The author and one-time personal bodyguard had to write down details of Castro’s day in notebooks, including the most trivial details, such as the vintage of the wine when a bottle was uncorked. It was an hour-by-hour detailed account of Castro’s life.
When the pages were filled, the little book was tied with string, sealed with wax and sent to the presidential palace and stored for posterity.
And there, along with the notebooks, are recordings of all his important conversations. He secretly recorded everything – including bugging the rooms of foreign diplomats who visited and stayed in Havana hotels. He recorded them on video and bugged the telephone.
Sanchez was one of Castro’s security guards from 1977 to 1994, accompanying him on overseas trips to meet everybody from popes to US presidents, and witnessing first hand his boss’s ability to exploit Cuba as a personal fiefdom.
Recalling a typical day spent spear fishing off Cayo Piedra, he said: ‘I can’t describe it any other way than comparing it with the royal hunts of Louis XV in the forests around Versailles.’
When, in 2005 and 2006, Forbes named Castro as one of the world’s richest heads of state – on a par with the Queen of England and Prince Albert of Monaco – he accused the magazine of ‘infamy’ in a public tirade that raged against the alleged greed of countries such as Britain and the US.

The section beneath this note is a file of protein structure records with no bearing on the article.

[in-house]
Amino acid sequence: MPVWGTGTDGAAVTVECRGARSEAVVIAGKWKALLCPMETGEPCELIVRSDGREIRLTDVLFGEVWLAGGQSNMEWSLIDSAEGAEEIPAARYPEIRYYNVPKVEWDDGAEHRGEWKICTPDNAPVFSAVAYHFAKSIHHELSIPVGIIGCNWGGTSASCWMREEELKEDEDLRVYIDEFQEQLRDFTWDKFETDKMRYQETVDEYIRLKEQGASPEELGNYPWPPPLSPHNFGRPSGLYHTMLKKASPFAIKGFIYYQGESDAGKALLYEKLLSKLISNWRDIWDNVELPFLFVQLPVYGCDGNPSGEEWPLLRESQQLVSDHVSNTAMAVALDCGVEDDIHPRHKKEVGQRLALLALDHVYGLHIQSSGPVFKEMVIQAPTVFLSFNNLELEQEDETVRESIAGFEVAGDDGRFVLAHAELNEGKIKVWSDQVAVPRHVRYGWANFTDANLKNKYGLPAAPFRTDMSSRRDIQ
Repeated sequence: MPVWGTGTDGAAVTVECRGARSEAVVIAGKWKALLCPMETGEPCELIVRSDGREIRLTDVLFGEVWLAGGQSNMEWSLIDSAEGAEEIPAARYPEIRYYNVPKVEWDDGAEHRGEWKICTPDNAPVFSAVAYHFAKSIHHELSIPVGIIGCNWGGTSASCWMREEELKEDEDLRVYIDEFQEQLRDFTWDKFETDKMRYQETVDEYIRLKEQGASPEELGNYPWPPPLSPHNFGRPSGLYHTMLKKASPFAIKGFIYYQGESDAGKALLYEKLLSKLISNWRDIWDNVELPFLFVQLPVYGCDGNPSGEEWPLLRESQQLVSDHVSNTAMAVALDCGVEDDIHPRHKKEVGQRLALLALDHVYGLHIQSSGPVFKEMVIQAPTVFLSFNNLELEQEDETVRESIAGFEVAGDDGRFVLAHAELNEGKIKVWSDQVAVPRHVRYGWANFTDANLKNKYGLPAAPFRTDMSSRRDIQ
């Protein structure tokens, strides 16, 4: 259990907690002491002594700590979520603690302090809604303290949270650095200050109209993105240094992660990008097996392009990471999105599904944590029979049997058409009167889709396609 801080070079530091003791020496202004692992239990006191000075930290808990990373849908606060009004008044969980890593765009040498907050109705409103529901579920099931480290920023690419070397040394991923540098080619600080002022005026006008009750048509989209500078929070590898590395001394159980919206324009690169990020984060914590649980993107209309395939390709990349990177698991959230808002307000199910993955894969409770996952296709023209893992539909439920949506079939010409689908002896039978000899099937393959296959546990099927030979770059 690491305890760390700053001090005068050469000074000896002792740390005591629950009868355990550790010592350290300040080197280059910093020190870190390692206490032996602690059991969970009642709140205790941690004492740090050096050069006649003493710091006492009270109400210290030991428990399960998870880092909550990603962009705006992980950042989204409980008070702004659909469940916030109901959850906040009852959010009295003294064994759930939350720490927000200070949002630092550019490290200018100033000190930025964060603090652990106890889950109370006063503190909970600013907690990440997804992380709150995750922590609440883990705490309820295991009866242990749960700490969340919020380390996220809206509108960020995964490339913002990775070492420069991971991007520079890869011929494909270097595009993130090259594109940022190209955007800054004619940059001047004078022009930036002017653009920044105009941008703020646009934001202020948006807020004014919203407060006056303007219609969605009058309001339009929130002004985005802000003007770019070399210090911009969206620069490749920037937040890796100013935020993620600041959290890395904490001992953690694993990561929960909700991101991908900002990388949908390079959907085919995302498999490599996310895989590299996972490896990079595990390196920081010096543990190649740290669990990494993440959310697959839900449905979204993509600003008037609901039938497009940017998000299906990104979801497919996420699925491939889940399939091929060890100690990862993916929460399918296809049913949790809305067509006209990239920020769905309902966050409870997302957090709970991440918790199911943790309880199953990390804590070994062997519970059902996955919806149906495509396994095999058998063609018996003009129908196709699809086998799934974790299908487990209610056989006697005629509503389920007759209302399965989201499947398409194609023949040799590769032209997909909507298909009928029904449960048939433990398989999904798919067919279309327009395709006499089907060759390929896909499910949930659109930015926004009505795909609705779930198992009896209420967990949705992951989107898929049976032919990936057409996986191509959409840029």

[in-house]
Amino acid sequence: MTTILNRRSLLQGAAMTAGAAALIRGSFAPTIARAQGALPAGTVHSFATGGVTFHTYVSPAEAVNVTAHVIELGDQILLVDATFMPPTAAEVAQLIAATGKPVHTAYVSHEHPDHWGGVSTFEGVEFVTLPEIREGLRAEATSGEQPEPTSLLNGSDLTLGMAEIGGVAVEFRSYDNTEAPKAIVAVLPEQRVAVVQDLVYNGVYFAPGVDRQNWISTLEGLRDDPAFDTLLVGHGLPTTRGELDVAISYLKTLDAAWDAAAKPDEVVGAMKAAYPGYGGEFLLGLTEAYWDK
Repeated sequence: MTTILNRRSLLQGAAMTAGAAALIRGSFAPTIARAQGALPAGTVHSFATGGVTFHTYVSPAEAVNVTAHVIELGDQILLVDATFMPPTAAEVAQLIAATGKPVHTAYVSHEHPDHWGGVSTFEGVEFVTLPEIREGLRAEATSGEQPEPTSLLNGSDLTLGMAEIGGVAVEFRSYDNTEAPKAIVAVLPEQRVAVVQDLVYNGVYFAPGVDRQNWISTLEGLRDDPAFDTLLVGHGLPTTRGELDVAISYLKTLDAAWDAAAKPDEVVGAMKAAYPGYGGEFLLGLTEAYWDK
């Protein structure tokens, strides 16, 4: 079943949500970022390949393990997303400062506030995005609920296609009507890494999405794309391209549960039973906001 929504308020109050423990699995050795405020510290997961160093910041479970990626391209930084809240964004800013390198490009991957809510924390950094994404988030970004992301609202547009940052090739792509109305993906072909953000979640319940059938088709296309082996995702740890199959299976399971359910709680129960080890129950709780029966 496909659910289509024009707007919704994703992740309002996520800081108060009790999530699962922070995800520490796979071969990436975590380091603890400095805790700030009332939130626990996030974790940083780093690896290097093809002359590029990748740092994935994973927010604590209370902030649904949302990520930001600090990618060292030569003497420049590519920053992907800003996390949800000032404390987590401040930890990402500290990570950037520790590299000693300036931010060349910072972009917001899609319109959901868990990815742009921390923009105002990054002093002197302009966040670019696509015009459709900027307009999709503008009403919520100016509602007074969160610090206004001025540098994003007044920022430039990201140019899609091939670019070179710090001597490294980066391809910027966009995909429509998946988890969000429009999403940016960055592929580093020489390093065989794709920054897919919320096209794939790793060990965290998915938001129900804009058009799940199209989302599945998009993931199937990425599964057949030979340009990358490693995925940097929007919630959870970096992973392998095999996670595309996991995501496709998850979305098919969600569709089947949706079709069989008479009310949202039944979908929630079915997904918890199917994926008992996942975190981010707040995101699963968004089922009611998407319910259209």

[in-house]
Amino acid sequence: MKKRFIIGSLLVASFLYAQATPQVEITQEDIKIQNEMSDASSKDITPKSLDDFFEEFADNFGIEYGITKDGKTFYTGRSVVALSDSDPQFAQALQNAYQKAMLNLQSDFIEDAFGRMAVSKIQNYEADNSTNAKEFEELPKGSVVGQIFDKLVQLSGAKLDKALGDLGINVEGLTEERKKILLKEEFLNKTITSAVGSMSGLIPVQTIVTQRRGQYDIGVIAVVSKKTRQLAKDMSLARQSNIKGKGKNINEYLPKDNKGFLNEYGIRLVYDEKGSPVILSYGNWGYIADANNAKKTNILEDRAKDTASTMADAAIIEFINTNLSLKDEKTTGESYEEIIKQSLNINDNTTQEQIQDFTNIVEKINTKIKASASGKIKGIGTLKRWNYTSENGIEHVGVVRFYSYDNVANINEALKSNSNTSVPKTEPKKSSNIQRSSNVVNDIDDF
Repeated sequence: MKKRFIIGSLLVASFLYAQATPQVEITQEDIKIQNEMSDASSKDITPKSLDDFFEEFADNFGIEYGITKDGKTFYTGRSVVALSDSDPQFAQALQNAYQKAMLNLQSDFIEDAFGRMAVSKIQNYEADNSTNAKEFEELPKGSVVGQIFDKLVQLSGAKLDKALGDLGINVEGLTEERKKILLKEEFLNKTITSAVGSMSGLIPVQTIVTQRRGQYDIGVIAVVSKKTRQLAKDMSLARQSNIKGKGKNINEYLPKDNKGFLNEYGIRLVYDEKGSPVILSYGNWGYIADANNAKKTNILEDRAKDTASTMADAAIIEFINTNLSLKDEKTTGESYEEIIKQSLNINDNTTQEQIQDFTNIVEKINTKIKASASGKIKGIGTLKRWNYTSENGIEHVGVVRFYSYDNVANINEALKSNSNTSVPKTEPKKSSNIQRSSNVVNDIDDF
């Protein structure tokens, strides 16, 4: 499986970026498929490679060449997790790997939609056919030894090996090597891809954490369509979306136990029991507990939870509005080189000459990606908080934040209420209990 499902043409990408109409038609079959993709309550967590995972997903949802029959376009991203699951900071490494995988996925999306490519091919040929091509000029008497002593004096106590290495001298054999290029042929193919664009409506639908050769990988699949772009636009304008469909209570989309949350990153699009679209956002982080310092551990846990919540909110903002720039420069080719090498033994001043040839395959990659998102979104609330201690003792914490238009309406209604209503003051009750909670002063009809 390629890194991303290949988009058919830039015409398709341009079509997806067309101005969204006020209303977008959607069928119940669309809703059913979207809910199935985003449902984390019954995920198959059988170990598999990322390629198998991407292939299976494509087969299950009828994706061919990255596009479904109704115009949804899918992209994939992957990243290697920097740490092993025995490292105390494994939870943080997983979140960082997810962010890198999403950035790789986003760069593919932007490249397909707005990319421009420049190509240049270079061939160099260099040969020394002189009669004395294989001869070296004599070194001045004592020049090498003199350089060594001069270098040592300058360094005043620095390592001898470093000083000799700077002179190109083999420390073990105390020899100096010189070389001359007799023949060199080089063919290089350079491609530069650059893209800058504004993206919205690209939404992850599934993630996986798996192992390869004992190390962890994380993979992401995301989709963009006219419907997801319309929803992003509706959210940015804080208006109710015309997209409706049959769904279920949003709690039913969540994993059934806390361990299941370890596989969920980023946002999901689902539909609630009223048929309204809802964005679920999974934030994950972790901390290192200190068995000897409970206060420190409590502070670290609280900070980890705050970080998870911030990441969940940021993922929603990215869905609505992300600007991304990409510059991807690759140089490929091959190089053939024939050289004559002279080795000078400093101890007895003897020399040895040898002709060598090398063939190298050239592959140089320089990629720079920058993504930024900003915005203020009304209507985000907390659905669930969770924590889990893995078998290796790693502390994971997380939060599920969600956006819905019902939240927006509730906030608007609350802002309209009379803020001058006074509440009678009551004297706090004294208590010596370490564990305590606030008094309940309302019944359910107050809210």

Lt. Col Juan Reinaldo Sanchez, who was a personal bodyguard of Cuban leader Fidel Castro
As Cuba’s Chief of State, Head of Government, Prime Minister, First Secretary of the Cuban Communist Party and Commander-in-Chief of the armed forces, he wanted to be known as the ‘Maximum Leader’, not a lazy, avaricious despot.
Sanchez spent 17 years working for Castro before getting bored with the job and asking to be allowed to resign.
Castro responded by accusing him of disloyalty and jailing him for two years between 1994 and 1996.
Sanchez recalled in 2014 how he once viewed the indisputably charismatic Castro as ‘a god’, admitting: ‘I would have died for him.’
But he later said the man he’d been brought up to admire became Cuba’s ‘master in the manner of a 19th-century landowner’.
‘For him, wealth was above all an instrument of power, of political survival, of personal protection,’ he said.